2. Locate the VM to which you've attached the data disk. Create a Remote Desktop Protocol (RDP) connection and sign in. If you no longer have access to an administrative account, create a credential object for a specified user name and password with the Get-Credential cmdlet.

  3. After you've established an RDP connection to the remote VM, select the Windows Start menu. Enter PowerShell in the search box and select Windows PowerShell to open a PowerShell window.

    Image of a remote desktop connection window.

  4. Open PowerShell and run the following script. Change the value of the -DriveLetter variable as appropriate. For example, to resize the partition on the F: drive, use $driveLetter = "F".

    $driveLetter = "[Drive Letter]" `
    $size = (Get-PartitionSupportedSize -DriveLetter $driveLetter) `
    Resize-Partition `
        -DriveLetter $driveLetter `
        -Size $size.SizeMax
    
  5. Minimize the RDP window and switch back to Azure Cloud Shell. Use the Get-AzDisk cmdlet to verify that the disk was resized successfully.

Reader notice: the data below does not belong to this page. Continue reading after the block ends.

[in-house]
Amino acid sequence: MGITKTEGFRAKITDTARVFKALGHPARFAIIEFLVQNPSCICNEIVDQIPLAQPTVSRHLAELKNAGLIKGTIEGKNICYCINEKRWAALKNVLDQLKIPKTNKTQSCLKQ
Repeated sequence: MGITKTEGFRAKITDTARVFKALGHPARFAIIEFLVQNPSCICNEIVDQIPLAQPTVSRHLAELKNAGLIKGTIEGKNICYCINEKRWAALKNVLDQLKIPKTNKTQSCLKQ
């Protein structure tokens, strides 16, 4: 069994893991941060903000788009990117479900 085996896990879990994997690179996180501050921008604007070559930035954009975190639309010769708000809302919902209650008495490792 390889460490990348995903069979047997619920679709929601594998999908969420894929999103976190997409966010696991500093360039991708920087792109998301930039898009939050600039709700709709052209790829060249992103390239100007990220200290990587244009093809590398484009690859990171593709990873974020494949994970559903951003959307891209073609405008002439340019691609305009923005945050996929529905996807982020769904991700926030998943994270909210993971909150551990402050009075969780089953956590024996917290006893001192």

Get-AzDisk `
        -ResourceGroupName $azResourceGroup | Out-Host -Paging
    

Upgrade a disk

There are several ways to respond to changes in your organization's workloads. For example, you may choose to upgrade a standard HDD to a premium SSD to handle increased demand.

Follow the steps in this section to upgrade a managed disk from standard to premium.

  1. Select the VM that contains the disk that you'll upgrade with the Get-AzVM cmdlet.

     $vm = Get-AzVM `
       -ResourceGroupName $azResourceGroup `
       -Name $azVMName
    
  2. Before you can upgrade a VM's disk, you must stop the VM. Use the Stop-AzVM cmdlet to stop the VM. You'll be prompted for confirmation.

    Important

    Before you initiate a VM shutdown, always confirm that there are no important resources or data that could be lost.

    Stop-AzVM `
        -ResourceGroupName $azResourceGroup `
        -Name $azVMName
    

    After a short pause, the output confirms that the machine is successfully stopped.

    OperationId : abcd1234-ab12-cd34-123456abcdef
    Status      : Succeeded
    StartTime   : 9/13/2021 7:10:23 PM
    EndTime     : 9/13/2021 7:11:12 PM
    Error       :
    
  3. After the VM is stopped, get a reference to either the OS or data disk attached to the VM with the Get-AzDisk cmdlet.

    The following example selects the VM's OS disk.

    $disk= Get-AzDisk `
        -ResourceGroupName $azResourceGroup `